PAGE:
It is both an exhilarating and daunting experience to be sitting here before a brand new blog that is empty and waiting to be filled with words and images.
Recently, I was reminded of an admonition given by the most faithful reader of my previous blog, a beautiful soul who has since left this world to go to God. “Please, never stop writing,” she would urge when I had been remiss in my posting. I never felt quite worthy of the honor her words implied nor was I ever sure that I could make such a promise.
I would tell her that I would write as long as God allowed – for I intuitively knew that He could withdraw the ability or inspiration at any moment and I would have no choice but to obey. To write was not simply an act of my will.
But I also know that I am lazy. I do not always make the time to listen to God, to ask Him if He might give me something to share. I become preoccupied with my job and so many other things of this world. Time passes and I do not write.
Is it His will or mine that I have followed?
That is perhaps something that I can never know with certainty – for my willfulness, my ego, slip into play so insidiously that what I imagine to be God’s will is often really just my own. At times, it seems that I can only trip along blindly, hoping to discover the Way that is simply too glorious for my tiny mind to comprehend.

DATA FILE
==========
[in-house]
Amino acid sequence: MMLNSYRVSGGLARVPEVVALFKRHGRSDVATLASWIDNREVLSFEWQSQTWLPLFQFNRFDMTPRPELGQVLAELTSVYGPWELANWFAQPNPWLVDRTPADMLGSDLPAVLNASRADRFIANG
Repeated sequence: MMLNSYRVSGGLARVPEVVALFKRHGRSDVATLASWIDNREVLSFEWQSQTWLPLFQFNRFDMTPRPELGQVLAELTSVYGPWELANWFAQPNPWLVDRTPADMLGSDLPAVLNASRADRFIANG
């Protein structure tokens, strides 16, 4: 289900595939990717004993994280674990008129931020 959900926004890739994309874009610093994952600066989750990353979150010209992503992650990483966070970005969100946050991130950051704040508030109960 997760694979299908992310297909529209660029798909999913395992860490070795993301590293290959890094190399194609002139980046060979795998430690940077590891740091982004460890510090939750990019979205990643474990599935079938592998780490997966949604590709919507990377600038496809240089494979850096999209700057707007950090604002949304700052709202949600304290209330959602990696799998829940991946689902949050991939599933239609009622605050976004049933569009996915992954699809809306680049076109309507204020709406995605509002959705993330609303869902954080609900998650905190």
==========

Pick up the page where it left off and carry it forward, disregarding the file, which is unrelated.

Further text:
From years of willfulness and blindness I have learned one thing – no, two actually. First, I am weak and sinful and therefore I cannot trust myself at all. Second, I must resolutely place all of my hope in God.*
I anticipate that I will continue to fall as I learn to do this – because that is how I am. But I also trust that, when I return with all of my heart, He will lead me with a Love that will destroy in me any desire but to follow.
And so I begin this blog, knowing only that I am weak and He is good – and that I want to lose my will in His.
Of course, I do not know how to do this. And so, asking the prayers of the saints and holy ones of God, I allow the words of St. Ignatius (Loyola) to wash through me and become the guide for my journey:
Take, Lord, and receive all my liberty,
my memory, my understanding,
and my entire will,
All I have and call my own.
You have given all to me
To you, Lord, I return it.
Everything is yours; do with it what you will.
Give me only your love and your grace,
that is enough for me.
Indeed. Everything is His. To Him be glory. Amen.
* note: see The Struggle for Virtue: Asceticism in a Modern Secular Society, by Archbishop Averky (Taushev), the challenging text where I encountered these ideas and began taking them to heart.